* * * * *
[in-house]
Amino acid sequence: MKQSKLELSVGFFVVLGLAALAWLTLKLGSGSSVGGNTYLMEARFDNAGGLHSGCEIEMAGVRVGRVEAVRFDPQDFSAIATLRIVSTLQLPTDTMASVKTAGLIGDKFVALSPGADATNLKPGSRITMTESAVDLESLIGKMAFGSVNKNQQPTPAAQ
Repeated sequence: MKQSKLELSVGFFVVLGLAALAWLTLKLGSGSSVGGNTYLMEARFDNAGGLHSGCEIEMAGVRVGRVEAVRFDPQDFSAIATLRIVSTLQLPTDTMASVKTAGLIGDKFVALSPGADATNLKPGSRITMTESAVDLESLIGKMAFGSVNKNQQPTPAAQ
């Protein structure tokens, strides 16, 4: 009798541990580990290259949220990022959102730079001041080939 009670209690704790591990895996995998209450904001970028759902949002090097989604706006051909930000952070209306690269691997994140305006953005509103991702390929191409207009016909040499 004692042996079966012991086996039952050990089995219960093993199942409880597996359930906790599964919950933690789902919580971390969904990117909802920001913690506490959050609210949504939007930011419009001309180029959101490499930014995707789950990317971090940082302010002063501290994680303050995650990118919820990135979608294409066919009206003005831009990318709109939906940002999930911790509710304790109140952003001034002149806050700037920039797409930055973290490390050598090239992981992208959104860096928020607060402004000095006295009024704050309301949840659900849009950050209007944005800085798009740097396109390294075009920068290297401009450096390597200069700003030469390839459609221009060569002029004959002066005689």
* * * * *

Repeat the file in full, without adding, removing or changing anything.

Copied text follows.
[in-house]
Amino acid sequence: MKQSKLELSVGFFVVLGLAALAWLTLKLGSGSSVGGNTYLMEARFDNAGGLHSGCEIEMAGVRVGRVEAVRFDPQDFSAIATLRIVSTLQLPTDTMASVKTAGLIGDKFVALSPGADATNLKPGSRITMTESAVDLESLIGKMAFGSVNKNQQPTPAAQ
Repeated sequence: MKQSKLELSVGFFVVLGLAALAWLTLKLGSGSSVGGNTYLMEARFDNAGGLHSGCEIEMAGVRVGRVEAVRFDPQDFSAIATLRIVSTLQLPTDTMASVKTAGLIGDKFVALSPGADATNLKPGSRITMTESAVDLESLIGKMAFGSVNKNQQPTPAAQ
């Protein structure tokens, strides 16, 4: 009798541990580990290259949220990022959102730079001041080939 009670209690704790591990895996995998209450904001970028759902949002090097989604706006051909930000952070209306690269691997994140305006953005509103991702390929191409207009016909040499 004692042996079966012991086996039952050990089995219960093993199942409880597996359930906790599964919950933690789902919580971390969904990117909802920001913690506490959050609210949504939007930011419009001309180029959101490499930014995707789950990317971090940082302010002063501290994680303050995650990118919820990135979608294409066919009206003005831009990318709109939906940002999930911790509710304790109140952003001034002149806050700037920039797409930055973290490390050598090239992981992208959104860096928020607060402004000095006295009024704050309301949840659900849009950050209007944005800085798009740097396109390294075009920068290297401009450096390597200069700003030469390839459609221009060569002029004959002066005689």